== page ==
> So we are left to deal with why piracy occurs. Outside of skinflints who
> don't want to pay for something, and spoiled brats who think that
> everything should be free, you have a core audience of the economically
> disadvantaged that the first two groups piggyback on. Perhaps with the
> expansion of micropayment schemes, there could also be instituted a sort
> of micro-financial aid, where those on public assistance and those in
> school would get a hefty discount or even waived fees in electronic
> music distribution. Instituting such a program would eliminate much of
> the piracy propaganda, while at the same time attaching a stigma to
> getting 'free music', which would imply that you are on an economic low
> rung, something that peer pressure concious youths try very hard to
Who are you and what have you done with Michael Lorrey? Immigrants
create a low-trust market? Public assistance for music? Big
corporations taking advantage of poor artists?
You seem to have some disdain for those who "want something for
nothing", so why doesn't that apply to the artists as well--why
are they entitled to _continue_ getting paid royalties long after
their creative work is done? Do I have to pay Kirk Gibson every
time I watch him hit that home run? If an artists is paid to
create something, why is that (plus getting paid for live
performances and whatever other work he can get) not enough? Why
must he use the force of law to extort more money from everyone who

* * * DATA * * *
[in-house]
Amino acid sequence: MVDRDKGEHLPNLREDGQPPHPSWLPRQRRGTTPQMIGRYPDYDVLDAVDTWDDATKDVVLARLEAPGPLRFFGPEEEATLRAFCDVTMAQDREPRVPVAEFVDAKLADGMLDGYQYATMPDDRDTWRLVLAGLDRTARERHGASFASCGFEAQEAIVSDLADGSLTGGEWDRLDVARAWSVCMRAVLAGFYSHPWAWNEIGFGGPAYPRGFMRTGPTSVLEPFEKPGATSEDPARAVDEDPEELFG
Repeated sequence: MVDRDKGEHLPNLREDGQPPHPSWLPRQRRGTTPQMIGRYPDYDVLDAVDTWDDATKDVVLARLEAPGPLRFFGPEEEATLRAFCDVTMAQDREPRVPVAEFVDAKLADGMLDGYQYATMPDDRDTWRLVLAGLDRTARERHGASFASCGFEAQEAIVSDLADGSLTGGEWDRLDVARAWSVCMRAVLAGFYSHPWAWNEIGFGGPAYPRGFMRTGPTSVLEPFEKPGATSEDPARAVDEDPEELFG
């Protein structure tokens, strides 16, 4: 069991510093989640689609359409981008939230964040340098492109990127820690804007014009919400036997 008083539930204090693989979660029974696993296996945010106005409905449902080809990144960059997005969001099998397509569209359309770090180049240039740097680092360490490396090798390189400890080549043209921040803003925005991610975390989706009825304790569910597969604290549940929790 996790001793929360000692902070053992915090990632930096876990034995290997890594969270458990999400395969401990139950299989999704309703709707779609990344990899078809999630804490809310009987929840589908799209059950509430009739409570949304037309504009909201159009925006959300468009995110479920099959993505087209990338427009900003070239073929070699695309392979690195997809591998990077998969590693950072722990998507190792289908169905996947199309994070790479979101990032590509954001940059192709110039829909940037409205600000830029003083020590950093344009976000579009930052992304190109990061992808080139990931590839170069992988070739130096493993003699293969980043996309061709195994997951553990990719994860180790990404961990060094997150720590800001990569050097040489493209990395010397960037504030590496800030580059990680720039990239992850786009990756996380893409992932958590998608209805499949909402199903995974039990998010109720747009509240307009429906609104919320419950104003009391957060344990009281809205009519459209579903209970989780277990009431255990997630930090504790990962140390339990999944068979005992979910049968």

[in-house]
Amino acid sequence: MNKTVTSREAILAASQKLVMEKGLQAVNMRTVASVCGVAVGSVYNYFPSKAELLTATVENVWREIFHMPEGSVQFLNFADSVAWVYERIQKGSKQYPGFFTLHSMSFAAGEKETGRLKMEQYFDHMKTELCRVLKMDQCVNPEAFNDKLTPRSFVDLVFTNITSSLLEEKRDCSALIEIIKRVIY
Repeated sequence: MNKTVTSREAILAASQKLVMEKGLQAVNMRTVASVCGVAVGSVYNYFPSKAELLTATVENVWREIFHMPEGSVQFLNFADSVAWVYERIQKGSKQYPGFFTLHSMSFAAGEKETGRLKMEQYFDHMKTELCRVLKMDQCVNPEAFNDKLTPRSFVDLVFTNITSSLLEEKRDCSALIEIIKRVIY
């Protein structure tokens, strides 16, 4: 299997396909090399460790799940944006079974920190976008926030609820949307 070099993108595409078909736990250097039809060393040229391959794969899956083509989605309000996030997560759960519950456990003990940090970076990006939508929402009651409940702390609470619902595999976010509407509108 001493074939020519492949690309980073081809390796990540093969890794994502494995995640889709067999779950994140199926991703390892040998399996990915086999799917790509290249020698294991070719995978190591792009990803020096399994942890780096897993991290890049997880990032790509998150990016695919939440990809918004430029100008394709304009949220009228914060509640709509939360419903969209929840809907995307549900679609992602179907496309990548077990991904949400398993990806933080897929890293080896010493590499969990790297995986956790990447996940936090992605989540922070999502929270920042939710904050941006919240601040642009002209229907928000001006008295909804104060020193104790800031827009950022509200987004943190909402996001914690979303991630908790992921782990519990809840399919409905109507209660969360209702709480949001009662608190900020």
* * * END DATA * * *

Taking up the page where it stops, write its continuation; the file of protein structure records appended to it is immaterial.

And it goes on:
might benefit from his work, when he is not doing anything more?
What's different about "creative" work than any other kind of
ordinary work that it deserves continued payment after-the-fact?
I know the standard justification is that without that payment-
after-the-fact, there will be insufficient incentive to produce.
I just don't buy it. How do you measure "sufficient" incentive?
What's enough, and what's too much? Lots of great art got produced
before copyrights, and lots of money is made today despite P2P
To me, the only thing different about creative work is precisely
that it _can_ be reproduced at near-zero cost. Therefore, it does
make sense for artists and inventors to enter into contracts that
ensure that their initial payment is commensurate with the value
of the work--that's a difficult thing to do in some cases (like
speculative research). That's what we should be talking about
here--what methods can artists and inventors use--given the real
state of technology, not reliance on old laws that don't fit the
technology--to make enough money to keep them creating? And that
should have the added benefit that those artists whose work is
_not_ sufficiently valuable to earn a living absent present law
will go into more productive lines of work.
-- Lee Daniel Crocker <firstname.lastname@example.org> <http://www.piclab.com/lee/> "All inventions or works of authorship original to me, herein and past, are placed irrevocably in the public domain, and may be used or modified for any purpose, without permission, attribution, or notification."--LDC
This archive was generated by hypermail 2b30 : Sat May 11 2002 - 17:44:17 MDT